Never look at a reference book while doing a first draft. You want to write a story? Fine. Put away your dictionary, your encyclopedias, your World Almanac, and your thesaurus. Better yet, throw your thesaurus into the wastebasket. The only things creepier than a thesaurus are those little paperbacks college students too lazy to read the assigned novels buy around exam time. Any word you have to hunt for in a thesaurus is the wrong word. There are no exceptions to this rule. You think you might have misspelled a word? O.K., so here is your choice: either look it up in the dictionary, thereby making sure you have it right - and breaking your train of thought and the writer's trance in the bargain - or just spell it phonetically and correct it later. Why not? Did you think it was going to go somewhere? And if you need to know the largest city in Brazil and you find you don't have it in your head, why not write in Miami, or Cleveland? You can check it ... but later. When you sit down to write, write. Don't do anything else except go to the bathroom, and only do that if it absolutely cannot be put off.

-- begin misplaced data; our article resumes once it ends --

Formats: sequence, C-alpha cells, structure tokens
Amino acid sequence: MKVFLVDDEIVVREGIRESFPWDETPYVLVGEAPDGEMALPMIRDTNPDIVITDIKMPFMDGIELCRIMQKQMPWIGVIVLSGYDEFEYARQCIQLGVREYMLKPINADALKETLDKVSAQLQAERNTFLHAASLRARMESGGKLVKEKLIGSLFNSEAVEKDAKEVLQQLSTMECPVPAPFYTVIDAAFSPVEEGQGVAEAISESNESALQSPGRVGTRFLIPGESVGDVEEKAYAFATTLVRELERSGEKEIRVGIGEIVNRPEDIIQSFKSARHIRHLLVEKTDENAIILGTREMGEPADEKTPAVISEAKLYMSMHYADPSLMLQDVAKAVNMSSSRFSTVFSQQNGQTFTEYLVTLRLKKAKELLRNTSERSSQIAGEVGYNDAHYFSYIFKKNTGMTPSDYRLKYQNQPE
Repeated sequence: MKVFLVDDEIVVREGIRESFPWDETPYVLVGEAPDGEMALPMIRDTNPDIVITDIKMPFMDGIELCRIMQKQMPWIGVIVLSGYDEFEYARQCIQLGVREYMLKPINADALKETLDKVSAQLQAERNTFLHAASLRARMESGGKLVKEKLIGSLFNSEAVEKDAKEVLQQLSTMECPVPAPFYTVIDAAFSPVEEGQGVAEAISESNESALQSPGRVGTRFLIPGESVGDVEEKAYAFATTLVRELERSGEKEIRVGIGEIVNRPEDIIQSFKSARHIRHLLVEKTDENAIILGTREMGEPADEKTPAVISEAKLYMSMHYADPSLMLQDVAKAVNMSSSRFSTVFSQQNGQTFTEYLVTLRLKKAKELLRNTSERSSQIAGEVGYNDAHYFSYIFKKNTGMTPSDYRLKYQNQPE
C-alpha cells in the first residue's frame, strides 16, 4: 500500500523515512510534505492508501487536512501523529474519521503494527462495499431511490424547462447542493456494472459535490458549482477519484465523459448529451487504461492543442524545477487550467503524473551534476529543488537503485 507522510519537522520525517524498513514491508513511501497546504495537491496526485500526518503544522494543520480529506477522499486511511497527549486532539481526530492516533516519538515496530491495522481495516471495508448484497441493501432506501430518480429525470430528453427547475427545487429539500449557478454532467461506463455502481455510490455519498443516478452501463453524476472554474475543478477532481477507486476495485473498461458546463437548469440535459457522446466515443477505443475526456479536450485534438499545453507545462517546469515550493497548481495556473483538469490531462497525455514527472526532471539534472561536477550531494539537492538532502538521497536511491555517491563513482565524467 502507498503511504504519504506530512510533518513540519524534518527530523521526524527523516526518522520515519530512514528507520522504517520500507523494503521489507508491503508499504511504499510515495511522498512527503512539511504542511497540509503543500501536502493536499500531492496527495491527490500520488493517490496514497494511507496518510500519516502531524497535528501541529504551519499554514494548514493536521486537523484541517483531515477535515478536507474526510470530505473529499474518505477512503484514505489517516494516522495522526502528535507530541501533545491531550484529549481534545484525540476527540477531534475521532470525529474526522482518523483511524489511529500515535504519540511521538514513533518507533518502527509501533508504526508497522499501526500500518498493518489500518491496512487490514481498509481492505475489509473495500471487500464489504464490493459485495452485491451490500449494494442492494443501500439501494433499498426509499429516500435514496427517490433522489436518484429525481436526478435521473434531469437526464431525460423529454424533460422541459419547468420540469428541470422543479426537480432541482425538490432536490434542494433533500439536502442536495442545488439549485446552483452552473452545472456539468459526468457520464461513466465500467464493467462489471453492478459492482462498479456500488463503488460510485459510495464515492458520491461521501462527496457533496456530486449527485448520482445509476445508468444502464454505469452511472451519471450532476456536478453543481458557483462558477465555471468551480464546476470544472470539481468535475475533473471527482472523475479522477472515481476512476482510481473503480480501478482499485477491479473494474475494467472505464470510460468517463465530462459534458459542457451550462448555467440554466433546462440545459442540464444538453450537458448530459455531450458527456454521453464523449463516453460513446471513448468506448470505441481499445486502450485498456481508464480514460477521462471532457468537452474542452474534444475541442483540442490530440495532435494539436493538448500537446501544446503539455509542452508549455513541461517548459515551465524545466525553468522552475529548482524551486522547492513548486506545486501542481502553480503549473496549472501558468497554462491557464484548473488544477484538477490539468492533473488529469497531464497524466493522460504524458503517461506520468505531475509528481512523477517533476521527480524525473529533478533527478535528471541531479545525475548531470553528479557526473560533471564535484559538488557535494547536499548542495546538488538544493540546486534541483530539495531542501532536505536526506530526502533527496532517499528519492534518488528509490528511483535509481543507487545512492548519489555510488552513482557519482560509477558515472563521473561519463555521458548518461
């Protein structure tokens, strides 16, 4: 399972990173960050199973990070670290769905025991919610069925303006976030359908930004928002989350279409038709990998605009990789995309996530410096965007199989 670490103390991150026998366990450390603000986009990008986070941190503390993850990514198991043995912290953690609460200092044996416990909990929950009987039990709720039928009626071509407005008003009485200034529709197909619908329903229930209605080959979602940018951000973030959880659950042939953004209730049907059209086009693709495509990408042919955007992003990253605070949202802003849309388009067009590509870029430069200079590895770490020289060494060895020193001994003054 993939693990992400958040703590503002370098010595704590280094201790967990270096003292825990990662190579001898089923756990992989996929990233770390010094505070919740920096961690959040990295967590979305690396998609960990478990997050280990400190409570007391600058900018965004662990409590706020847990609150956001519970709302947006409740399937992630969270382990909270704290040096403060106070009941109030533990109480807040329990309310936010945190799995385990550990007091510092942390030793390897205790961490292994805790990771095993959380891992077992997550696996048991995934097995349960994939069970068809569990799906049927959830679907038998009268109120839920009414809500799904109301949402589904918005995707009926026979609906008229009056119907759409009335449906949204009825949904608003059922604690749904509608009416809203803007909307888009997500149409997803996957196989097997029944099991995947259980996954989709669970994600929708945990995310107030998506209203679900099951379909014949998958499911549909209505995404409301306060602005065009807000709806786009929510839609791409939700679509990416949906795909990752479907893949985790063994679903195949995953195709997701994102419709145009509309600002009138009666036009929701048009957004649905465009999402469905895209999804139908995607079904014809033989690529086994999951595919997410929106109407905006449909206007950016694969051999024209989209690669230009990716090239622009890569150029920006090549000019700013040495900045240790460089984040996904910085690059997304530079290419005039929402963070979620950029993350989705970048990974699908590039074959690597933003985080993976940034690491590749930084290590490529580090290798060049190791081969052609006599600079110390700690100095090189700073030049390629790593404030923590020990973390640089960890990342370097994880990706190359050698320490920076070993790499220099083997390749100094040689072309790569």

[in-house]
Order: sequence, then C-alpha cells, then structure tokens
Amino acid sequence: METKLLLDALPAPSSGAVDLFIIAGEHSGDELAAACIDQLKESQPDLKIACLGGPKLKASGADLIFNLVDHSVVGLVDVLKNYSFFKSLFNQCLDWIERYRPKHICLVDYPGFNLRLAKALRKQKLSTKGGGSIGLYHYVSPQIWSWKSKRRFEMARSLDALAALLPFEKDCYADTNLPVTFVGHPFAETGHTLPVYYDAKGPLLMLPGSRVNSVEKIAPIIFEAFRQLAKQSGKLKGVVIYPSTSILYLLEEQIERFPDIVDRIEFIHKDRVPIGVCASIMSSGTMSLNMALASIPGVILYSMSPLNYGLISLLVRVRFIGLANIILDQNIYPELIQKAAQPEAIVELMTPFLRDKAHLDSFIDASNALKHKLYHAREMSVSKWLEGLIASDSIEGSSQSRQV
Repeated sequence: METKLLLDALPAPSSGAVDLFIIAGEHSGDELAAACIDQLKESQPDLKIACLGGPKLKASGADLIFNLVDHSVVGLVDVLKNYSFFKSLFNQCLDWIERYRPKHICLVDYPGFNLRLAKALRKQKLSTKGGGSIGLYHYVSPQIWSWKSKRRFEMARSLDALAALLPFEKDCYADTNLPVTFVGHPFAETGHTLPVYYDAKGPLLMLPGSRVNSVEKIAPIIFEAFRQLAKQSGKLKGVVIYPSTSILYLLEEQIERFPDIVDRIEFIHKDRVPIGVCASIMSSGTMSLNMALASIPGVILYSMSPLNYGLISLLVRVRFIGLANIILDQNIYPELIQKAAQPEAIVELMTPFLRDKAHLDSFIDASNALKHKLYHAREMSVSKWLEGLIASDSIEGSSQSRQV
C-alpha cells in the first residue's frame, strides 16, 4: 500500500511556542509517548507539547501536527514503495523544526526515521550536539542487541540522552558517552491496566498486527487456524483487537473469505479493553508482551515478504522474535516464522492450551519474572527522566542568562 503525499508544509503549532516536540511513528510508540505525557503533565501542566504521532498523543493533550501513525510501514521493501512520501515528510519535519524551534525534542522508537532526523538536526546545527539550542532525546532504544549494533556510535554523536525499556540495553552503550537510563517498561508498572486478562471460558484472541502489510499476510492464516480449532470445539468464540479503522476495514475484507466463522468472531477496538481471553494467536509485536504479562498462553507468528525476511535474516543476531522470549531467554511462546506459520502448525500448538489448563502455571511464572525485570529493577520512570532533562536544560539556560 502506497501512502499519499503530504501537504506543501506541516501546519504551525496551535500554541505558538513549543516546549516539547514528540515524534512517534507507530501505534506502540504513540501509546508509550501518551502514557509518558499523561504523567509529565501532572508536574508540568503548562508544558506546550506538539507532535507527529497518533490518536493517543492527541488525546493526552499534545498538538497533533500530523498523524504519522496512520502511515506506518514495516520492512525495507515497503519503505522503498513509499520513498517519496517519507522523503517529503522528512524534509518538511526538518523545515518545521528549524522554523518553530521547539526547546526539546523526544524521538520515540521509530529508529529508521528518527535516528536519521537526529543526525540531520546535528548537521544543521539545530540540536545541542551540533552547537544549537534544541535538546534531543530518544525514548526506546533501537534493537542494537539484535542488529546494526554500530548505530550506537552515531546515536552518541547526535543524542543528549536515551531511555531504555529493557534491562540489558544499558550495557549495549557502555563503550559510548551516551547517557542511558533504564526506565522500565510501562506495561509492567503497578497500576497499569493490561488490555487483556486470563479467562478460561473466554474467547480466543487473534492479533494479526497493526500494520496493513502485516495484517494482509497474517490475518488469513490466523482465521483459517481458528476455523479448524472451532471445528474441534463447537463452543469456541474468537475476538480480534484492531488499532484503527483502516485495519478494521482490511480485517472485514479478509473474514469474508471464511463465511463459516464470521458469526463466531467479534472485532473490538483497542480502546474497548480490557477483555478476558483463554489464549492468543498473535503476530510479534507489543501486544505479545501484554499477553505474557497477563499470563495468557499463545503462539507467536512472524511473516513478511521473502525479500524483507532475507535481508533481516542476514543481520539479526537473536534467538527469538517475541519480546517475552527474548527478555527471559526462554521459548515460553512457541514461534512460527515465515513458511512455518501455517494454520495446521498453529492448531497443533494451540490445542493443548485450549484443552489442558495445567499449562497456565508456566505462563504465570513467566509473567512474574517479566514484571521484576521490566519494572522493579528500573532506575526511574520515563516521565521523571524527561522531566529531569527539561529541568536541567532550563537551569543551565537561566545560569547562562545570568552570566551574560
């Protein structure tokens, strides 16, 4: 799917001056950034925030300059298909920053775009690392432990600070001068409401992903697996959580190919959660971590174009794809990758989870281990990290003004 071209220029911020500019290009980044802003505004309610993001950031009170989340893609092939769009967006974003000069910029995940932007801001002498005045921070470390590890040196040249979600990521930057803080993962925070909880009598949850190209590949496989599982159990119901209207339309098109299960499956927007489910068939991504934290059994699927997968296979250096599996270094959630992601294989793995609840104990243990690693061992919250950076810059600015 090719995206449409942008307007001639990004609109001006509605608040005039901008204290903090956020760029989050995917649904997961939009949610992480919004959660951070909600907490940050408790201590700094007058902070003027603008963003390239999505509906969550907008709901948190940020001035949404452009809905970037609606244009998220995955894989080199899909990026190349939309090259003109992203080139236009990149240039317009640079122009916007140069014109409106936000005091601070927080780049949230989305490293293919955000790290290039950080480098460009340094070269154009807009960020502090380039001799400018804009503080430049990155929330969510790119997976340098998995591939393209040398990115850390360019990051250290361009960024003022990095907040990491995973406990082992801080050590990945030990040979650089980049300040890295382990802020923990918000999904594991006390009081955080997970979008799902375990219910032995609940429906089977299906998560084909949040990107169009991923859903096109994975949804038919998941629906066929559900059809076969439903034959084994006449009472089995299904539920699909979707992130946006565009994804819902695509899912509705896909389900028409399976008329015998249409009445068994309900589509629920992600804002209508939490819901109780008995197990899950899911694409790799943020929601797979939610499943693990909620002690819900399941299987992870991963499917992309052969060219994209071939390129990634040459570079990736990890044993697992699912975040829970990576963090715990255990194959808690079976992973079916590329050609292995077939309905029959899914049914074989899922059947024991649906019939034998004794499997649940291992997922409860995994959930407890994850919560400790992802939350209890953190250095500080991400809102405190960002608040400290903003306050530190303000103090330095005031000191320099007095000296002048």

This is very wise advice. Stephen King is the man to go to for writing advice. He knows how to put the words on a document into a full fledged novel for everyone to enjoy. I remember when I was writing my first short story, it always took me forever to write the whole draft because I was always flipping through reference books because I never knew if I was making the punctuation right, or the dialogue right. What I learned from this quote is that I just write the whole darn thing, even if it's horrible, then go back and revise until it's perfect.